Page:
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For a set $A$ define $P(A)$ to be the set of all subsets of $A$. For example, if $A = \{1, 2\}$ then $P(A) = \{ \emptyset, \{1, 2\}, \{1\}, \{ 2 \} \}$. Let $A \rightarrow P(A)$ be a function and $A$ is not empty. Which of the following must be TRUE?

1. $f$ cannot be one-to-one (injective)
2. $f$ cannot be onto (surjective)
3. $f$ is both one-to-one and onto (bijective)
4. there is no such $f$ possible
5. if such a function $f$ exists, then $A$ is infinite

edited | 584 views

Even if it can be one-to-one in the following way,

But, It cannot be onto,because, the number of elements in domain $(A)$  $<$ the number of elements in co-domain ($P(A)$) . For a function to be onto, the domain should be able to cover all elements of co-domain with each element of the domain having exactly one image in co-domain.
So, option$(B)$

by Boss (12k points)
edited
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Nice solution.Thanks :)

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a function output for a single value is a single value only not a set of values So I think it is wrong
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onto does not mean it has to be one-one. So how B is the ans?
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@ana

ye you are right  ...a function to be onto need not to be one -one...

but option B is correct this way...

wrong option A:- no. of element in A is less than no.of element in B for always...therefor it can be one-one no problem (evry single element form A could map to unique element in B)

correct optionB:- a function to be onto ...necessory condition that all the element in B should map to A...but here no. of element in A is less that no. of element in B ..therefor it is not possible so..it could not be onto......i hope now u got it....

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niceexplanation @anusha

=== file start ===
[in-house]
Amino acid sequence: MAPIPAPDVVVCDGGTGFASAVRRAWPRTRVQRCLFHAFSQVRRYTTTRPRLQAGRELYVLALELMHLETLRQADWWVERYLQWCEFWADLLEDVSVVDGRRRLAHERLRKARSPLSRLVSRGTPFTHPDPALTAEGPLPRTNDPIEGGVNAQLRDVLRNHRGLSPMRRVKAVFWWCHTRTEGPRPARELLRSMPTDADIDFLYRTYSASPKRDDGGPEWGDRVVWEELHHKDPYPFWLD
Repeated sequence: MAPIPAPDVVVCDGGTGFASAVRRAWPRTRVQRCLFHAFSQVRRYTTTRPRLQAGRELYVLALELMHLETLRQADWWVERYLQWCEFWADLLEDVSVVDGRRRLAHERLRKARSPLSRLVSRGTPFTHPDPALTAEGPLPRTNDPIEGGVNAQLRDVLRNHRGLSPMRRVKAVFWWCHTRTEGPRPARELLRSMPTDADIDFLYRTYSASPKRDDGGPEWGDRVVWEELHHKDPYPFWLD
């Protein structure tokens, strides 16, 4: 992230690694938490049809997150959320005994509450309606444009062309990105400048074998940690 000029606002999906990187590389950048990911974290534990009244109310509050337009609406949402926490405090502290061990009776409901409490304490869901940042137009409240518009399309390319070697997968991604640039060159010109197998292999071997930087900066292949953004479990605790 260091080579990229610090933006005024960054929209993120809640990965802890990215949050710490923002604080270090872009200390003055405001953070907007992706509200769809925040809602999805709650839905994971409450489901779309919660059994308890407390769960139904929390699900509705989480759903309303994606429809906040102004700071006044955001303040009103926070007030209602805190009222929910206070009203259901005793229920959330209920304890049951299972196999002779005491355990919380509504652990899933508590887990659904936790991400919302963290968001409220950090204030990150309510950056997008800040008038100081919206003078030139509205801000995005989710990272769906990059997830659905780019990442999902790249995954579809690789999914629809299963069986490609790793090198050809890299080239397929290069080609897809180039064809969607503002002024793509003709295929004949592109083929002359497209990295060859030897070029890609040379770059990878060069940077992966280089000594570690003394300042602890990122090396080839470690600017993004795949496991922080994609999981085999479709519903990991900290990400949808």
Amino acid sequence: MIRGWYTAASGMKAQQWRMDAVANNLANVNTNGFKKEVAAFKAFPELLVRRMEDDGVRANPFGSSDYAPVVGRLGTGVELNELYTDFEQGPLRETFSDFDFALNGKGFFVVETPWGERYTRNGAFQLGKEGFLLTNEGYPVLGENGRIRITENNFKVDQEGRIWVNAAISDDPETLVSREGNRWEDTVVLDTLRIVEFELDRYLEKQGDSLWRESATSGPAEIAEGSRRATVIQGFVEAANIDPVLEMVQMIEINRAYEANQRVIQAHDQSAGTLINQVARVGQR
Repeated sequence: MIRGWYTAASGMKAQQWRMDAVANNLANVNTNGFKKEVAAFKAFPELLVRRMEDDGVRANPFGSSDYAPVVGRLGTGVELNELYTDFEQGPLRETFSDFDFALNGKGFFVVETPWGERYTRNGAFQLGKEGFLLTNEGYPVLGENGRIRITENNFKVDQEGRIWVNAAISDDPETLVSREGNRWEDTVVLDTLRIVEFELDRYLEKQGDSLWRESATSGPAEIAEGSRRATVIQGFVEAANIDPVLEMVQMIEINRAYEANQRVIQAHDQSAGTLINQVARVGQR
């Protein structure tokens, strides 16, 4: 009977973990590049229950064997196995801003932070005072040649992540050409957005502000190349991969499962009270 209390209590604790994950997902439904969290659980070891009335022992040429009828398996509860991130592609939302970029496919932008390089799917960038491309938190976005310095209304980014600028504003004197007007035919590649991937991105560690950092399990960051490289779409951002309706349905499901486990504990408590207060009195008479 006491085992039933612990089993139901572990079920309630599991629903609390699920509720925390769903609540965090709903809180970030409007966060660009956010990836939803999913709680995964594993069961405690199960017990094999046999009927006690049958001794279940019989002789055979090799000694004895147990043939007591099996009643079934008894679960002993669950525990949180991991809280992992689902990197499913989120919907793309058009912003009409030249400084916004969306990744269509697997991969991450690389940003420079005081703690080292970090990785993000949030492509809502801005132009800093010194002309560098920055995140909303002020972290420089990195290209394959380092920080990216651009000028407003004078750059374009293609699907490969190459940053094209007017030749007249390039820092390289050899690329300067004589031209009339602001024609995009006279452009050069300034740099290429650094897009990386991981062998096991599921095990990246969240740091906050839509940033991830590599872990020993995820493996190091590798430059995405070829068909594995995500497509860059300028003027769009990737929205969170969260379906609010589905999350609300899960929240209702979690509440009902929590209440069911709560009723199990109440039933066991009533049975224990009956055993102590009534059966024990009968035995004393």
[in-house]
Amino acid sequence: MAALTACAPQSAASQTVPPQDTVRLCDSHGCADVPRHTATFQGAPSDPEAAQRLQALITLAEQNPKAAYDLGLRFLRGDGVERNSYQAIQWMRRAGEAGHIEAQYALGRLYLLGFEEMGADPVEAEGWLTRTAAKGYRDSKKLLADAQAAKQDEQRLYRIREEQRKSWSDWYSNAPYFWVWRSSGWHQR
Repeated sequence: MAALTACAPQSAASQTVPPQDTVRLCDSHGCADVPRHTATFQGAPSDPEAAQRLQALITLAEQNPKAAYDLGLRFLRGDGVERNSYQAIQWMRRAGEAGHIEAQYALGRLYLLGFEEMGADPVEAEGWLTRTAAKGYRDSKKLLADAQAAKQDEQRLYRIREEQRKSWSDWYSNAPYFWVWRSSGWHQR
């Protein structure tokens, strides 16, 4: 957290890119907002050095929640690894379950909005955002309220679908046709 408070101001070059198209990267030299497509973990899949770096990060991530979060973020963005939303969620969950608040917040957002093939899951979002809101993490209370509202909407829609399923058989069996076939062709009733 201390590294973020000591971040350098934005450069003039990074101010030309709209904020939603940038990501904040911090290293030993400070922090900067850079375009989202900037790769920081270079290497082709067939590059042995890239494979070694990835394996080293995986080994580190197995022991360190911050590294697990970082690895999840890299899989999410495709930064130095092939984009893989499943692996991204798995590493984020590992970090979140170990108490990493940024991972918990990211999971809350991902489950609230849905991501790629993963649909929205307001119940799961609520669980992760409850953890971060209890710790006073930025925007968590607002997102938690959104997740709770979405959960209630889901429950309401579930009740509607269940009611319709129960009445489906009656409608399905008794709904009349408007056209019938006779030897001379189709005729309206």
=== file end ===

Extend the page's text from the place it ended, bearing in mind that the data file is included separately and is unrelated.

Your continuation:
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@Anusha Motamarri

How you mapped 1 -> {1, 2} and 2 -> {1}. Is it random only like any element can be mapped to anyone else or something different?

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I didn't understand the question properly

A is a set and P(A) is also a set. The function f: A ->P(A) means the domain and codomain should be set. Then why we are mapping elements of the sets.

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I've been thinking on the same lines too. :) @vizzard110

I think for a given A there is only one possible P(A).

2 different A's cannot map to a single P(A) so it is one-to one.

And for a given set of A's we have a finite set of P(A)'s, so if we "assume" co-domain (they haven't defined what needs to be taken as co-domainπ₯) to be the set of all P(A)'s then we have co-domain = range, and hence it is onto.

So I got the answer as option 3) f is both one-to-one and onto.

+1

@rohith1001 I understood the question incorrectly. Question is saying that there is a mapping between elements of set A to the elements of the set of P(A) i.e. all the subsets.

Now if we try to map between these two sets we can map all the elements of A to all elements of P(A) in whatever manner we want. So this function can be one-one.

This function cannot be onto because we cannot map all elements of P(A) to A because |P(A)|>|A|.

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Right, so this is the only point in this question.
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Thanks @vizzard110

I got it now. :)

So we just have a function that has domain as the elements of A and co-domain as the subsets of A. (Mapping can be anything)

Since |P(A)|>|A| we cannot make the function onto.

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@rohith1001 you can take any possible mapping of your own choice but you can always see that onto is not possible.

+1 vote

If the number of elements in Co-domain is greater than number of elements of domain, then the function cannot be onto...

If the number of elements in domain is greater than codomain,then the function cannot be one-to-one.

Here number of elements in co-domain is greater than domain,so obviously there will be atleast one element in co-domain which will not have a preimage in the domain. But it can be one-to-one...

So Option B)

by Loyal (8k points)